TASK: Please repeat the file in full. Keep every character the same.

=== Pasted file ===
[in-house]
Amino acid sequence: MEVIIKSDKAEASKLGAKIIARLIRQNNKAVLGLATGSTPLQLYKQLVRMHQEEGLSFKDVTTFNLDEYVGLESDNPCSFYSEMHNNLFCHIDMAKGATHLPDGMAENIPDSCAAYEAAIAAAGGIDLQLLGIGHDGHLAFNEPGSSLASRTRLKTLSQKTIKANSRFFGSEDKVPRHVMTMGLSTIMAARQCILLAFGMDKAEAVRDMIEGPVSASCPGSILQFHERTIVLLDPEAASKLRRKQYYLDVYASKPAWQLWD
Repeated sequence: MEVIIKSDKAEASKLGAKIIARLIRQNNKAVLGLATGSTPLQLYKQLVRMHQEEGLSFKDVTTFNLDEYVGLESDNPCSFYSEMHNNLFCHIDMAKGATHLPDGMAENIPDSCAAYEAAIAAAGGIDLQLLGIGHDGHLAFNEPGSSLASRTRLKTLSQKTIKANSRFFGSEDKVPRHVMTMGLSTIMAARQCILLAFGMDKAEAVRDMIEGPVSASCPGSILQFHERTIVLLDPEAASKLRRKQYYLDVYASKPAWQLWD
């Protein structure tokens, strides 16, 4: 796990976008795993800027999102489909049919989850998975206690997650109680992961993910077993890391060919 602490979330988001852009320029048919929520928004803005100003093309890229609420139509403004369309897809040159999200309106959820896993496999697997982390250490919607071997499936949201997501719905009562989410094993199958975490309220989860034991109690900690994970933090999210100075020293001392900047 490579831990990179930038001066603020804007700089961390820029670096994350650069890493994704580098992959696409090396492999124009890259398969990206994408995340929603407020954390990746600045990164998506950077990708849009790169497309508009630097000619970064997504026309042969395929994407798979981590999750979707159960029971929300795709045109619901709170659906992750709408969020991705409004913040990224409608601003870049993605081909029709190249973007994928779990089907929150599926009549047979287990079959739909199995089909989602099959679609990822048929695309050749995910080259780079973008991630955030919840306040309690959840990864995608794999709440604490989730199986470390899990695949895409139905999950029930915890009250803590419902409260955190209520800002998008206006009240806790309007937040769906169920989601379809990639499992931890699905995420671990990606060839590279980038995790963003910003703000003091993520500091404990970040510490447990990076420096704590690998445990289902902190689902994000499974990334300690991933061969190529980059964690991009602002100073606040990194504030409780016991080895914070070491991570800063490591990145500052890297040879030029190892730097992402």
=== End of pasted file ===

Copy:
[in-house]
Amino acid sequence: MEVIIKSDKAEASKLGAKIIARLIRQNNKAVLGLATGSTPLQLYKQLVRMHQEEGLSFKDVTTFNLDEYVGLESDNPCSFYSEMHNNLFCHIDMAKGATHLPDGMAENIPDSCAAYEAAIAAAGGIDLQLLGIGHDGHLAFNEPGSSLASRTRLKTLSQKTIKANSRFFGSEDKVPRHVMTMGLSTIMAARQCILLAFGMDKAEAVRDMIEGPVSASCPGSILQFHERTIVLLDPEAASKLRRKQYYLDVYASKPAWQLWD
Repeated sequence: MEVIIKSDKAEASKLGAKIIARLIRQNNKAVLGLATGSTPLQLYKQLVRMHQEEGLSFKDVTTFNLDEYVGLESDNPCSFYSEMHNNLFCHIDMAKGATHLPDGMAENIPDSCAAYEAAIAAAGGIDLQLLGIGHDGHLAFNEPGSSLASRTRLKTLSQKTIKANSRFFGSEDKVPRHVMTMGLSTIMAARQCILLAFGMDKAEAVRDMIEGPVSASCPGSILQFHERTIVLLDPEAASKLRRKQYYLDVYASKPAWQLWD
């Protein structure tokens, strides 16, 4: 796990976008795993800027999102489909049919989850998975206690997650109680992961993910077993890391060919 602490979330988001852009320029048919929520928004803005100003093309890229609420139509403004369309897809040159999200309106959820896993496999697997982390250490919607071997499936949201997501719905009562989410094993199958975490309220989860034991109690900690994970933090999210100075020293001392900047 490579831990990179930038001066603020804007700089961390820029670096994350650069890493994704580098992959696409090396492999124009890259398969990206994408995340929603407020954390990746600045990164998506950077990708849009790169497309508009630097000619970064997504026309042969395929994407798979981590999750979707159960029971929300795709045109619901709170659906992750709408969020991705409004913040990224409608601003870049993605081909029709190249973007994928779990089907929150599926009549047979287990079959739909199995089909989602099959679609990822048929695309050749995910080259780079973008991630955030919840306040309690959840990864995608794999709440604490989730199986470390899990695949895409139905999950029930915890009250803590419902409260955190209520800002998008206006009240806790309007937040769906169920989601379809990639499992931890699905995420671990990606060839590279980038995790963003910003703000003091993520500091404990970040510490447990990076420096704590690998445990289902902190689902994000499974990334300690991933061969190529980059964690991009602002100073606040990194504030409780016991080895914070070491991570800063490591990145500052890297040879030029190892730097992402």